Dan. You are breaking my heart and filling it up, all at the same time. How is that possible?! I’ve cried. I’ve laughed. Coyote Sunrise is the next #mglit #mustread of #2019
Coyote and her dad, Rodeo, lost their family five years ago and have been on the road ever since. When Coyote finds out a park is being ripped up in their hometown, she comes up with a plan to get Rodeo take her across the country without him knowing. Along they way, they pick up passengers that impact their lives for the better.
You will not want to put this one down. It showcases the best in human beings and toys with your emotions. Dan has a way with the written word. He makes it so easy to read. Almost like you are reading your favorite dessert. I would not be surprised if Coyote is nominated for a Newbery!
Thank you to the author, Susan Ross, for this copy.
A beautifully written story about a girl, Charlie, researching her lost relative Lottie. Charlie is a determined character who loves playing the violin just like Lottie did. Her school research project turned out to be more than just for school. The passion and love resonated with me in this story because I have a relative I am determined to know more about as well and I understand the passion and determination Charlie has. Worth the read.
Thank you Scholastic and Library Thing for the review copy.
A fun book with a quirky mix of characters. I enjoyed how the different sections followed the different characters to put the story altogether. An excellent plot that will warm your heart. Kindness wins.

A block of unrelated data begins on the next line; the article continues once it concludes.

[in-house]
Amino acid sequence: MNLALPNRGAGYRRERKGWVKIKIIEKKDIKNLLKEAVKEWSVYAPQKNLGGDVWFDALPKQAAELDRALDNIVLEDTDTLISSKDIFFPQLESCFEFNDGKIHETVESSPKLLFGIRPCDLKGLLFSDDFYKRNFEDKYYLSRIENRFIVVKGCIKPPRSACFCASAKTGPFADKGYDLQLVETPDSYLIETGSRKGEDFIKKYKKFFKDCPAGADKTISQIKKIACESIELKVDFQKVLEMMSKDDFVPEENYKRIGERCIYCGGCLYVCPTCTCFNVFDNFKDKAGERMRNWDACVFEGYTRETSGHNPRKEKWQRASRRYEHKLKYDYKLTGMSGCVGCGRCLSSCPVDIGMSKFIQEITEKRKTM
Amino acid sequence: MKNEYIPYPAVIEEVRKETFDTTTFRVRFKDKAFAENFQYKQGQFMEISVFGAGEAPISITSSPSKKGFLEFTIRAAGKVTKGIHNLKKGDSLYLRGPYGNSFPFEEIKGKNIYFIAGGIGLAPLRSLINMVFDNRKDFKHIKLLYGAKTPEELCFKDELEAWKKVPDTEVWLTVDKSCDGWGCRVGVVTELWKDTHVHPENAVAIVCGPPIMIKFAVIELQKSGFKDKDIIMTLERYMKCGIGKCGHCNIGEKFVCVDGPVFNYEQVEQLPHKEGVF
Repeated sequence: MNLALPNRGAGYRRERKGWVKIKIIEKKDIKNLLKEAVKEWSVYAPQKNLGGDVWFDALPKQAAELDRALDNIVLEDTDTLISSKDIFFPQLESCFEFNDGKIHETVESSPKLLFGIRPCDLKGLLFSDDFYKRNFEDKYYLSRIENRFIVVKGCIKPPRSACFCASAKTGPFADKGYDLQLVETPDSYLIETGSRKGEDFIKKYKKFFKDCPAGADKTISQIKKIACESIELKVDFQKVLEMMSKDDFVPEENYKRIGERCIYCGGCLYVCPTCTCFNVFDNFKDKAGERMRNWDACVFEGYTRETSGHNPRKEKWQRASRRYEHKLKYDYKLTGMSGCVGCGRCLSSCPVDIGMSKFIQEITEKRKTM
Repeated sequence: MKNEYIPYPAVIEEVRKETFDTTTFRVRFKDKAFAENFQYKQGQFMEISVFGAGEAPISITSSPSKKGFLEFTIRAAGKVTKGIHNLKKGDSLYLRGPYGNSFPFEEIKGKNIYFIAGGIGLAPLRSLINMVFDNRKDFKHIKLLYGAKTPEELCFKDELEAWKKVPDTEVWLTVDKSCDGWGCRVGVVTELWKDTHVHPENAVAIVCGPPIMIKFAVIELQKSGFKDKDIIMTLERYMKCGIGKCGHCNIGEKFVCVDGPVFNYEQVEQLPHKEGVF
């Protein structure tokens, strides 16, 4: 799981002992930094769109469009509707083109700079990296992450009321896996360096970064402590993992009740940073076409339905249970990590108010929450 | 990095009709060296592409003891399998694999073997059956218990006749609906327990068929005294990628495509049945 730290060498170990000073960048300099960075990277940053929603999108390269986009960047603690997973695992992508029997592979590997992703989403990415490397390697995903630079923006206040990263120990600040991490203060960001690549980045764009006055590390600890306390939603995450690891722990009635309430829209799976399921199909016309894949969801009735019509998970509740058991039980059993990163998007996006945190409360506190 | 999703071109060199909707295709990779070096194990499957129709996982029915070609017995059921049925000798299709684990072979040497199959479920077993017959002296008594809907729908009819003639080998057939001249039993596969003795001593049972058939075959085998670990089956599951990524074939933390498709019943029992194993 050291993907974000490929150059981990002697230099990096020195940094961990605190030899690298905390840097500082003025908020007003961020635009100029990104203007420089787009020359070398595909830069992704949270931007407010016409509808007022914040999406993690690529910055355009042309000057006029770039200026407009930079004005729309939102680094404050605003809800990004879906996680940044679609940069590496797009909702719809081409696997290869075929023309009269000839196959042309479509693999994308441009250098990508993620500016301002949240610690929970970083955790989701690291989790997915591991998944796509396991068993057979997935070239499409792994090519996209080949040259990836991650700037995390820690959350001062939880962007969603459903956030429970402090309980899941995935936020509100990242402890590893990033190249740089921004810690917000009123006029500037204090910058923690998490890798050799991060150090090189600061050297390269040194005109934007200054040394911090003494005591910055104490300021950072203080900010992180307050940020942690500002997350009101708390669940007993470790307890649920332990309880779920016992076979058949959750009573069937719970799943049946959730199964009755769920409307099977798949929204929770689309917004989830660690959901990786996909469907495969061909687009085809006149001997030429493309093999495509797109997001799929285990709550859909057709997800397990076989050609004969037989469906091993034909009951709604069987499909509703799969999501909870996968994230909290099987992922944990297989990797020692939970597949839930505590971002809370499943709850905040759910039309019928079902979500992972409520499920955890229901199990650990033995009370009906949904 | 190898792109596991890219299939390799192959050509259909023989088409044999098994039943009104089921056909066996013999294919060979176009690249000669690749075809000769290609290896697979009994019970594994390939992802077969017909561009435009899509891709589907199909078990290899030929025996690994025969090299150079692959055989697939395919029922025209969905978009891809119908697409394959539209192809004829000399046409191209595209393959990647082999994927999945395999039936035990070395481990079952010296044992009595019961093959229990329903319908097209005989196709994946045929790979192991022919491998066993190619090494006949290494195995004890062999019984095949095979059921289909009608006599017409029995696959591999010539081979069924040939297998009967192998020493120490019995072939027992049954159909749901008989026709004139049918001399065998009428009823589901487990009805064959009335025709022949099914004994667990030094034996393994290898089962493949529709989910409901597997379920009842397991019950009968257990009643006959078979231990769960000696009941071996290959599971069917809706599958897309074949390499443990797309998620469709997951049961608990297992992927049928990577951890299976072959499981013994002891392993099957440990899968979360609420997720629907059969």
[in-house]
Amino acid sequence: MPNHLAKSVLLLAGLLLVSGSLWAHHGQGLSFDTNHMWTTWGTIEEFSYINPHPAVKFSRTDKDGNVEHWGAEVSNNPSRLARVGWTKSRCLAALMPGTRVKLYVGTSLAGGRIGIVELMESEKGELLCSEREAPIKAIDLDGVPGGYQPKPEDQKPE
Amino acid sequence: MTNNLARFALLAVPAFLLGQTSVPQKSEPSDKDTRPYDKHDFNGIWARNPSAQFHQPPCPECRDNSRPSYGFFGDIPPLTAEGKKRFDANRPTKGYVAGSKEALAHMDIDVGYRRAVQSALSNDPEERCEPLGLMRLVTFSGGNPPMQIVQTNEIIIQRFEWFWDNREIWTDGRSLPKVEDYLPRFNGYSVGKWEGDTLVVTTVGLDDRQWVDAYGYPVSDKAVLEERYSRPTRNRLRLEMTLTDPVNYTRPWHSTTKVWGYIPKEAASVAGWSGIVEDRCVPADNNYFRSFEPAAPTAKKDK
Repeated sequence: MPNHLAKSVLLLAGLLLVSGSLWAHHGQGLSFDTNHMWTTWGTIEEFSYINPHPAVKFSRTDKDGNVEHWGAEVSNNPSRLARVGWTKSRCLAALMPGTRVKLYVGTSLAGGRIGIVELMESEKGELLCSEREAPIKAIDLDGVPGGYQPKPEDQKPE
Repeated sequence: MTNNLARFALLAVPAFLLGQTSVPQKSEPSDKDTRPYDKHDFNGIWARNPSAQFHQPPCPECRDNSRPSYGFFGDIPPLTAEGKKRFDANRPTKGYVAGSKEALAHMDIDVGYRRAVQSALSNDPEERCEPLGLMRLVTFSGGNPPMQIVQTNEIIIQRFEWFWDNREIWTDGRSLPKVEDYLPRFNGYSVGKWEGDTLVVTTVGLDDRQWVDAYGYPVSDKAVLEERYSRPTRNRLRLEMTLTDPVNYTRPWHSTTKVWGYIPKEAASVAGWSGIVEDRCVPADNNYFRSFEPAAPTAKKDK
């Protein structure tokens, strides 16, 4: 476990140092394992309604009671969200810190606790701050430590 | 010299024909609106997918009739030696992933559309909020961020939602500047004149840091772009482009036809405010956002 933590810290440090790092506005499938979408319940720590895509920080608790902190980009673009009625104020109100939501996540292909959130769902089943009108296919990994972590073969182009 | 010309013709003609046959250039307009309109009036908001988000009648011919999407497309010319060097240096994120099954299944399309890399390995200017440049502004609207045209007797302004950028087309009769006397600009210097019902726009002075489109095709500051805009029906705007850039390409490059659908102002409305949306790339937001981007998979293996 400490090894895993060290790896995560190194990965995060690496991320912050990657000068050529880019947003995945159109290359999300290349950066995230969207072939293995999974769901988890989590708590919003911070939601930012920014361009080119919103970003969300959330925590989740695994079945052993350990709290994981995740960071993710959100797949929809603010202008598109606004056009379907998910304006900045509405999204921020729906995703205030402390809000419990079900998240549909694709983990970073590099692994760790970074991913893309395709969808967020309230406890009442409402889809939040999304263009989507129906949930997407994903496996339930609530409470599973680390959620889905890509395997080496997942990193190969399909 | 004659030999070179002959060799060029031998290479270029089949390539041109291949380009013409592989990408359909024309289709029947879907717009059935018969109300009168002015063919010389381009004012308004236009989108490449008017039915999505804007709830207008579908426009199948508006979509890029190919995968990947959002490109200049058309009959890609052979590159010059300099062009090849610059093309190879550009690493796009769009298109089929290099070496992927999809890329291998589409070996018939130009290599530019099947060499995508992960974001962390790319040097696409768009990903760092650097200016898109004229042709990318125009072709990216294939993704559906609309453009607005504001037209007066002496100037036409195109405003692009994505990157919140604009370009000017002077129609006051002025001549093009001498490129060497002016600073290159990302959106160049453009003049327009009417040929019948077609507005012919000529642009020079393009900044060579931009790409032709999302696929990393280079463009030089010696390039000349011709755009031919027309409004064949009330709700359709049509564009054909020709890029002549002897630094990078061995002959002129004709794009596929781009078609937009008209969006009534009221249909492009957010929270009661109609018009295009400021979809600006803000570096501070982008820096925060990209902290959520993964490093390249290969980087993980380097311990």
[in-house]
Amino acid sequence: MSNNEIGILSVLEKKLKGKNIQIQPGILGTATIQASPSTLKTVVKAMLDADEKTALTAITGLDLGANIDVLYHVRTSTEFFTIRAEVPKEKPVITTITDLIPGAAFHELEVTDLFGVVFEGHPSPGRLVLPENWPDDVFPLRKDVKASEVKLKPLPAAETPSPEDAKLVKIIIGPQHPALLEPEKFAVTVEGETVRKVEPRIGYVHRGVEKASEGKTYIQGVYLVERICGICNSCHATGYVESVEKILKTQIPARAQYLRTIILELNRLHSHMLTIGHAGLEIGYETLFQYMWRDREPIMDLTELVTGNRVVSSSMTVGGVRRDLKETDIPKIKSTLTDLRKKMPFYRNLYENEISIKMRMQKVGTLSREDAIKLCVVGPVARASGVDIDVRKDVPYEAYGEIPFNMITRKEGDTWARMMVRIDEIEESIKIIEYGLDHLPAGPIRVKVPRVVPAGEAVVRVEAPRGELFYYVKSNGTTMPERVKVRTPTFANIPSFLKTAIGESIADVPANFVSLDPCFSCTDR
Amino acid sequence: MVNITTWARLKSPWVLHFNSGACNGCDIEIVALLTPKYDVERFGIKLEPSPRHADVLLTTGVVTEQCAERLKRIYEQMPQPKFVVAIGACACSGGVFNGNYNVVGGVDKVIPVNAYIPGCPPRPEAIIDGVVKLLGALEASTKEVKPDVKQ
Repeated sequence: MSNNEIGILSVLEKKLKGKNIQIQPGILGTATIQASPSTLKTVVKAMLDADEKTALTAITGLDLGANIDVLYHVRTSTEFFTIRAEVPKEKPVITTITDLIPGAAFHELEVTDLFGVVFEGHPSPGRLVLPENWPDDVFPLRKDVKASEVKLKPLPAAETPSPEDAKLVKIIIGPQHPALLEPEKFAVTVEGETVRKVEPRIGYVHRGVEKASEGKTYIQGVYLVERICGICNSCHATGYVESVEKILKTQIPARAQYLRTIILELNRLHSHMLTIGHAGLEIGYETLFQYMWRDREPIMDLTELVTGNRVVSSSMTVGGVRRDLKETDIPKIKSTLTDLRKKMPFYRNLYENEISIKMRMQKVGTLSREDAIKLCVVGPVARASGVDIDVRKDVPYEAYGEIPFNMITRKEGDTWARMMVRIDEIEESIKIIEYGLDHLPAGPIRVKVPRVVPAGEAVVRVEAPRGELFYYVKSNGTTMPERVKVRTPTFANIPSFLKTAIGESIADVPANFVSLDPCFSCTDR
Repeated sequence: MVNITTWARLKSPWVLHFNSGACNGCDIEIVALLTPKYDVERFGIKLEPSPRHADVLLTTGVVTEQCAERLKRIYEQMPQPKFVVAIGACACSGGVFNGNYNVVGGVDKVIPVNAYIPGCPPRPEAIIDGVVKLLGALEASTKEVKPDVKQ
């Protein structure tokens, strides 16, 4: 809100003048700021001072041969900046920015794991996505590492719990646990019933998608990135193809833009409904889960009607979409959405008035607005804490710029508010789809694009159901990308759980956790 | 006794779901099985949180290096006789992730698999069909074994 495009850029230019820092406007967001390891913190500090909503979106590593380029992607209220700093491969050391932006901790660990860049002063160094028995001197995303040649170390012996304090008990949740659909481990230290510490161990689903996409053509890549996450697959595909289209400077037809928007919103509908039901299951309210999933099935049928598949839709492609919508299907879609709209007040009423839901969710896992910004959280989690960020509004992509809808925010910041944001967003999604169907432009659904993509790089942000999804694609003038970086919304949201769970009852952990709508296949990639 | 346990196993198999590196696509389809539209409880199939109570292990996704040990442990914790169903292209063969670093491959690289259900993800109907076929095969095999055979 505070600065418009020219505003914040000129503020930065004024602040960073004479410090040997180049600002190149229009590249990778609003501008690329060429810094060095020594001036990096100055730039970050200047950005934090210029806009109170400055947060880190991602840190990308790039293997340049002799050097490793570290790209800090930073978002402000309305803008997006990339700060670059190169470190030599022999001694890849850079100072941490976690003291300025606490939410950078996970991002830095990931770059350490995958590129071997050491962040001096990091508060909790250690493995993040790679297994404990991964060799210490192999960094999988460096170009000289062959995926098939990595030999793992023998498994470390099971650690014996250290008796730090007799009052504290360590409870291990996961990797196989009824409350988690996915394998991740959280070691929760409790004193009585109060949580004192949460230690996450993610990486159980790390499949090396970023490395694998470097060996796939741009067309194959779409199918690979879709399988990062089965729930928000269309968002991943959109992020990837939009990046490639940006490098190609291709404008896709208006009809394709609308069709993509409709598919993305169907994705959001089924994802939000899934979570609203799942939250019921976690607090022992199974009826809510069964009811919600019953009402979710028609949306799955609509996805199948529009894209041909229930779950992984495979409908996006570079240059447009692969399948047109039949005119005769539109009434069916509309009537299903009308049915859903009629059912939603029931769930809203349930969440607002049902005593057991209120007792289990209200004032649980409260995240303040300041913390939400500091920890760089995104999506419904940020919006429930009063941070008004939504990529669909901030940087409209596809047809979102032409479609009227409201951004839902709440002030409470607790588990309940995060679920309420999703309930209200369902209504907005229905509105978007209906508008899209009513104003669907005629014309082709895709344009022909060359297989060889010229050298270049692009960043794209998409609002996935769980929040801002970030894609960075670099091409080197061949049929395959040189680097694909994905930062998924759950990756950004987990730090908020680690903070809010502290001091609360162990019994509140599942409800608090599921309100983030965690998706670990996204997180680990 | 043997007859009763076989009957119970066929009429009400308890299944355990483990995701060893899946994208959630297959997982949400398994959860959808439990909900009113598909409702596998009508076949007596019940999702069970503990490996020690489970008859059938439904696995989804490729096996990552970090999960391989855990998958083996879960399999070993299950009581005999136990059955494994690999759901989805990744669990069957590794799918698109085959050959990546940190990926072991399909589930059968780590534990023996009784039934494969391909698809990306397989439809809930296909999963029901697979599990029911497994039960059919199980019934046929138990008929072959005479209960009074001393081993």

Synopsis from Scholastic
A well. A wish. And a little drop of hope. Times are tough. Jobs are scarce and miracles are in short supply. But something strange is happening in If Only, Ohio. An old well has suddenly, impossibly, begun to grant wishes. And three sixth graders are the only ones who know why.
Ernest Wilmette believes a good deed makes magic happen. Ryan Hardy thinks they should just mind their own business. Lizzy MacComber believes in facts, not fairy tales. Of course, you don’t have to believe in wishes to make one. As more wishes are made, the well’s true secret gets harder and harder to keep. Ernest, Ryan, and Lizzy know they can’t fix the world. But in their own little corner of it, they can give everyone a little hope… one wish at a time.
Thank you Library Thing for providing this advanced readers copy. This book comes out in April 2019.
WHERE THE HEART IS by Jo Knowles is a lovely, tender book about a middle-school-aged girl who has a lot of changes going on in her life. Rachel is feeling strong emotions she has never experienced before. Some good, some not so good. Rachel and Micah’s friendship is true but is tested as things in their life change.
I fell in love with the characters in this book and Jo Knowles writing. Rachel is a strong character with complex issues going on in her life. The pace of the plot is perfect and moves fluidly. You will not regret picking this one up to read. I recommend it for ages 10 and up.